In just nine short months, we will find ourselves at the dawn of the 2020s. We’re already at the dawn of 5G and the dawn of the fourth industrial revolution. But to succeed in these times of great change Australia needs policy settings that are well crafted, support competition, encourage investment and protect customers, Telstra CEO Andrew Penn told the CommsDay Summit in Sydney today.
Mr Penn told Summit delegates telecommunications were fast becoming the most critical category of infrastructure in the world today. He said all telecommunications technologies – mobile and fixed, 4G and 5G, fibre and copper, HFC and fixed wireless, satellite and radio – had a role to play in meeting the huge growth in demand for coverage, capacity and speed.
Also critical was having the right policy setting in place to promote innovation and investment, he said.
“We absolutely need the right policy settings to promote investment, innovation, competition, safety and security and most importantly to protect customers and ensure digital inclusion,” Mr Penn said.
“High-quality telecommunications networks require an incredible amount of capital investment. There is no point in application developers or managed services providers investing in great products and services if network providers do not have the incentive to invest.
“Capital as a percentage of sales in the industry has been gradually creeping up globally over the last 15 years as the industry copes with the insatiable demand for more data, speed, coverage and resiliency. It is estimated that globally the mobile industry will invest almost half a trillion dollars between 2018 and 2020 on just preparing for and rolling out 5G.”
Mr Penn said the telecommunications industry has spent more than $36 billion on capex over the last three years but the return on that investment was dropping. He said recent PwC research found the return on invested capital had dropped from 12% in 2012 to just 7% in 2016.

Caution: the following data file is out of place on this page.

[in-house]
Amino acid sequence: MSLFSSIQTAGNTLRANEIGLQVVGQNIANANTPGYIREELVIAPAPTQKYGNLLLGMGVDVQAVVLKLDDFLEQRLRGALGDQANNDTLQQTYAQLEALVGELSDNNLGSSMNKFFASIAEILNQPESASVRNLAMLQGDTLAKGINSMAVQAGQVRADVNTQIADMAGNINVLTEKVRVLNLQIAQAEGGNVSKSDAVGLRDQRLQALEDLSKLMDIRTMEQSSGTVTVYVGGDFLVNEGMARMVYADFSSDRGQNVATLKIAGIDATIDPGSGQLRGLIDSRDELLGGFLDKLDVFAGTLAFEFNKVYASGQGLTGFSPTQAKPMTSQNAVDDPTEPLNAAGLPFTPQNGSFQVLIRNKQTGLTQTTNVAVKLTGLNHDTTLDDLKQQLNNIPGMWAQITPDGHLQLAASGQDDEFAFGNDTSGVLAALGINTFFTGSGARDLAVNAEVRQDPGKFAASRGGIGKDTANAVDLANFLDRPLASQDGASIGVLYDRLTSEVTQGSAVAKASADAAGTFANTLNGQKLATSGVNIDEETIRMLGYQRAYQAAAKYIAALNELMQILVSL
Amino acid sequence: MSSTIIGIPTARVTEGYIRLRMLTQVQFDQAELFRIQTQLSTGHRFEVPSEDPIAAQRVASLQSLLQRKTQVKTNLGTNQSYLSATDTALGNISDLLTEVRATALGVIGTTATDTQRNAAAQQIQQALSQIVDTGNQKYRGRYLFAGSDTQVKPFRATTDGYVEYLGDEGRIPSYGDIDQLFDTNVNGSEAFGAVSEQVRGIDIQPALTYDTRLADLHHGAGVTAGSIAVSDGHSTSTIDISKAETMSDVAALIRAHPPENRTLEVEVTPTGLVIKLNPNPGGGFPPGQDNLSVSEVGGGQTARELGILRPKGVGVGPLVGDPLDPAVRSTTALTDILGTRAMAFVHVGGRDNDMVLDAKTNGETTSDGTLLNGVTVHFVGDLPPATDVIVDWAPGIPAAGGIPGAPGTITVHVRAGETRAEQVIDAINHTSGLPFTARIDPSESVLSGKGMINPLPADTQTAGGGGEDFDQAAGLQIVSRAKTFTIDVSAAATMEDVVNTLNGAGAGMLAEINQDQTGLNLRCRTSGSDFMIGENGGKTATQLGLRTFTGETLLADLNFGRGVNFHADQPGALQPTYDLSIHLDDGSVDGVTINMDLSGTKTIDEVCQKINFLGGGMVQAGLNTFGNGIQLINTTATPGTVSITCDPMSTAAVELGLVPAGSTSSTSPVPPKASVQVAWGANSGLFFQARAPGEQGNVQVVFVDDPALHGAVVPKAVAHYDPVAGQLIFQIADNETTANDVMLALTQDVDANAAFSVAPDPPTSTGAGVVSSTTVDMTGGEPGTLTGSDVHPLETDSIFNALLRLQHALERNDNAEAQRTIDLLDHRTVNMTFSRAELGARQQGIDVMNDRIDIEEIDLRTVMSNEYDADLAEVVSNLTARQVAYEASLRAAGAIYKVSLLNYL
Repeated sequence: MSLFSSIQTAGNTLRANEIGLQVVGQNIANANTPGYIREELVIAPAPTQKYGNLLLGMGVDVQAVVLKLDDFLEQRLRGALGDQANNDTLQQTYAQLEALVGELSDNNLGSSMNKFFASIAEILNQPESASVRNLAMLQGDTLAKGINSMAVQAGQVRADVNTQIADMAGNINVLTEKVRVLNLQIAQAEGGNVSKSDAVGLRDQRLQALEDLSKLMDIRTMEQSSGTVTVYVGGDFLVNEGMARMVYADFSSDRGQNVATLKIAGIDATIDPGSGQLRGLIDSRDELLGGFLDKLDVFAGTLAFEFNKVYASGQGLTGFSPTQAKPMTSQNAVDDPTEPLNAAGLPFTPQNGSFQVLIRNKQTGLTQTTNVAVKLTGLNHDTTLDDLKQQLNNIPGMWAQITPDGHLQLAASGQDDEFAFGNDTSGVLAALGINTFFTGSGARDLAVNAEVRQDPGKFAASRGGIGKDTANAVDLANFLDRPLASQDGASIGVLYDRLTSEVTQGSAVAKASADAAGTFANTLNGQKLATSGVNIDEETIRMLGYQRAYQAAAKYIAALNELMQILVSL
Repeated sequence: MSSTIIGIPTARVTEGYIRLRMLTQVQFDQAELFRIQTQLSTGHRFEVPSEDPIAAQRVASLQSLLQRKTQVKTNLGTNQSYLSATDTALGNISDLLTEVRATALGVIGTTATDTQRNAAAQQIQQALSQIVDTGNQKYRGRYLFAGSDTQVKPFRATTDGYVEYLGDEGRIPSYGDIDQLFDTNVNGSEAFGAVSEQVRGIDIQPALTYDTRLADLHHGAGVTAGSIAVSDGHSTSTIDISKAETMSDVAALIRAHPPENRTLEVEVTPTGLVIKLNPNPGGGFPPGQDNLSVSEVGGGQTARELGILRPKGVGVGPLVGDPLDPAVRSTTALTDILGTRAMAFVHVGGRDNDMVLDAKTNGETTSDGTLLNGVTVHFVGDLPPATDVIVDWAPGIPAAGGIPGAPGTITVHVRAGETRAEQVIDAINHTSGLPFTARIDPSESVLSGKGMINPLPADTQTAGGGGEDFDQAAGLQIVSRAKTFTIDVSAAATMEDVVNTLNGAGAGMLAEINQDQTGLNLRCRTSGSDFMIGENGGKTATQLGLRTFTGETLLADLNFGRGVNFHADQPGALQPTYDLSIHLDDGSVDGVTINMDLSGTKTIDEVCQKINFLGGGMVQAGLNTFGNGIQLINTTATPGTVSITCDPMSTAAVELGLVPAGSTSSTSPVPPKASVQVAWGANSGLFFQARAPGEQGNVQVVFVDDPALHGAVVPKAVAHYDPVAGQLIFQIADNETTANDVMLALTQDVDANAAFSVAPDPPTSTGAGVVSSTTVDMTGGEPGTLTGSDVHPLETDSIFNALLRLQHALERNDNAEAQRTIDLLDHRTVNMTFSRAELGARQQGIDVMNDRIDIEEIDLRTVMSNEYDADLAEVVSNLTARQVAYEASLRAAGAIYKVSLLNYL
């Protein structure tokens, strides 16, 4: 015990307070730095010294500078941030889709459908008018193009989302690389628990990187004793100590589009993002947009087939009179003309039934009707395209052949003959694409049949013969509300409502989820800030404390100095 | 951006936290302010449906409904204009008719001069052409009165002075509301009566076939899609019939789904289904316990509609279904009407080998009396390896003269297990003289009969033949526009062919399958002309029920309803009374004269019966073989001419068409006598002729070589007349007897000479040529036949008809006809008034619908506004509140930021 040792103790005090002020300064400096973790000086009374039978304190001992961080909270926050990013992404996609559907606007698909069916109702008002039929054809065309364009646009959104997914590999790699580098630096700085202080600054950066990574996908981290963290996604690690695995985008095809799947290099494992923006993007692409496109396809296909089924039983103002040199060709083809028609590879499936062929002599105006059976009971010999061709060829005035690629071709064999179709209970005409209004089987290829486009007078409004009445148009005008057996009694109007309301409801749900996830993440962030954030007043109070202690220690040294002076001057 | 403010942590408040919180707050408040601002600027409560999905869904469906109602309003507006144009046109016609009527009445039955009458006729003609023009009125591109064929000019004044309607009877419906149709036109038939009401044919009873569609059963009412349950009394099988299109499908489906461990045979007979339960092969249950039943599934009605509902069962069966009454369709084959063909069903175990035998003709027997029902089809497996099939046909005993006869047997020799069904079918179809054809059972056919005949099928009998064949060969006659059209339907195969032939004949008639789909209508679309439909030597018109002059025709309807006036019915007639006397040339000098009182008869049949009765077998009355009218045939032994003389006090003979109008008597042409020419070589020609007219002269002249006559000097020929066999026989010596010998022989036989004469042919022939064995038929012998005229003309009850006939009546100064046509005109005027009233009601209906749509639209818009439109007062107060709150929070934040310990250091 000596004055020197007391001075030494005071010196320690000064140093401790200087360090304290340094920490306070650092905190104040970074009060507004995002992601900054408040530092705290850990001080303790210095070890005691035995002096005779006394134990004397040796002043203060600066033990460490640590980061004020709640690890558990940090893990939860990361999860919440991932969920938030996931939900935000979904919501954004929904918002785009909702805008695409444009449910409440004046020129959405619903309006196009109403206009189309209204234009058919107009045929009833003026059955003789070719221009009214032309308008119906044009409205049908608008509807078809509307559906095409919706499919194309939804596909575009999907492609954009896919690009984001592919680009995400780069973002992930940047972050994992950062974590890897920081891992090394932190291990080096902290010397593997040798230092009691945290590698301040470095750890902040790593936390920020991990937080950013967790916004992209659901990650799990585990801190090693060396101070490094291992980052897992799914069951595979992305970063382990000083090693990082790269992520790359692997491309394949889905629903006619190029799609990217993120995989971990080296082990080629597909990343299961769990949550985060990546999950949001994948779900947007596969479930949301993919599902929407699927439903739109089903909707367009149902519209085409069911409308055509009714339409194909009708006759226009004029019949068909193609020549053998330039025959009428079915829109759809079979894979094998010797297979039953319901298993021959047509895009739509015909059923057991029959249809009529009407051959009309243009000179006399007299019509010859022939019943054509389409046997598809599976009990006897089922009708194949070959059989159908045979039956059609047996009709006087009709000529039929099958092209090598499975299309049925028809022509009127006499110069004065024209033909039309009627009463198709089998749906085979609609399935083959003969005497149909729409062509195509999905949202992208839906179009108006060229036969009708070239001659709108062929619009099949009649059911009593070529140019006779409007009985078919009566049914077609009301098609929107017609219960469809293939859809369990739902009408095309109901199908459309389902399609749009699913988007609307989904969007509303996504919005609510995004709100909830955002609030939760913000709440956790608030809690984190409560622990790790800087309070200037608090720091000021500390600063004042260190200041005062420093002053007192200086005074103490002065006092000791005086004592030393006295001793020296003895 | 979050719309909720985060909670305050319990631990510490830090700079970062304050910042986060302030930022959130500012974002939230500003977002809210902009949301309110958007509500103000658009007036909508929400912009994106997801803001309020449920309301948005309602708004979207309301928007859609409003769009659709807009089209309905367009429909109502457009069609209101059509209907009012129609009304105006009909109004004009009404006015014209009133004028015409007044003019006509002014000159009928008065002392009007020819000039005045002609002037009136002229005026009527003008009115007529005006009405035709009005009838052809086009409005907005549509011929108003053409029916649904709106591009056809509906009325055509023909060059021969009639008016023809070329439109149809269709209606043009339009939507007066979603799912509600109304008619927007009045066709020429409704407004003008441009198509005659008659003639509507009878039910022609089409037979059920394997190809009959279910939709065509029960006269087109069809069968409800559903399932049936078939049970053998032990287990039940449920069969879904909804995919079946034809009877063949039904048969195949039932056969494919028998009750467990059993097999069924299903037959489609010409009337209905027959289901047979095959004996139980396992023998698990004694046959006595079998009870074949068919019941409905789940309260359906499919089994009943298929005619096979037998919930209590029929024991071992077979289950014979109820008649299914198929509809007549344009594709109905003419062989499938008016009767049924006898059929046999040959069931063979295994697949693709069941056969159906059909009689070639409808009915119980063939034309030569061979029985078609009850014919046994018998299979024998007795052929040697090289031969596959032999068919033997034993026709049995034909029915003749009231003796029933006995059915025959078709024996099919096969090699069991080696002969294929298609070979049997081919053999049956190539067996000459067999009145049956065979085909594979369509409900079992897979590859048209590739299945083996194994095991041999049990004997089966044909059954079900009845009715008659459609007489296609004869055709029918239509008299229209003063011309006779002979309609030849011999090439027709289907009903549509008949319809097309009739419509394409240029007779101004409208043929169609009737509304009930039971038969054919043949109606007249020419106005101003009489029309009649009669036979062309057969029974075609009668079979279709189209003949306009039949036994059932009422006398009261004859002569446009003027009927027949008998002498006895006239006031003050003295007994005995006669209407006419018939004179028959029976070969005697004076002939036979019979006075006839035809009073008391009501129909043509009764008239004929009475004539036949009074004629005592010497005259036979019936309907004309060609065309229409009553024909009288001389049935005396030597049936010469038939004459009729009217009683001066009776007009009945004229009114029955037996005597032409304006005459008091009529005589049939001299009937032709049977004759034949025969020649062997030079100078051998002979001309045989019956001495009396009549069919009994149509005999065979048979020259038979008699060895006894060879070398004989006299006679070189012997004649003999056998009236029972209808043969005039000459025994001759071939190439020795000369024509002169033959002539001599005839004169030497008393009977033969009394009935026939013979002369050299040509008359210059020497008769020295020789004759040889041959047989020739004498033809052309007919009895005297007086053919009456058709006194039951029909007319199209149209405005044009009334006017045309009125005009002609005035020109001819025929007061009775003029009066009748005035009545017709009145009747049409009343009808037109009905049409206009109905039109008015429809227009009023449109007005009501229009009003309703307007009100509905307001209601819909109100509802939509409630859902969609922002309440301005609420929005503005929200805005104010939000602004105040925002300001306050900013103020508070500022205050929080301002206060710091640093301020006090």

“The NBN has obviously been a big contributor to this investment, but in fact more than half of it is actually coming from operators such as Telstra. We will invest in the order of $4bn alone this year,” Mr Penn said.
“However, at the same time capex is increasing, returns in the industry on that capex are reducing. This is unsustainable, as ultimately it will hurt investment capacity within the industry and lead to a degradation in the quality of networks.”
Mr Penn said the dawn of 5G meant a completely different scale of connectivity and this made it an important inflection point for the sector as the challenges, opportunities and complexities became increasingly clear, not just for industry but for government and regulators.
“With telecommunications becoming the world’s most important infrastructure there is a lot we need to get right in making sure our policies and regulations are well crafted, support competition, encourage investment and protect customers,” Mr Penn said.
“Done badly, even where policy has consumers’ best interests at heart, it is the consumers who suffer the most through higher costs and less responsiveness to their changing needs.
“Done well however, I believe we have an incredibly exciting future ahead, and we all have a role to play. And together I am certain we will deliver for the benefit of all Australians.”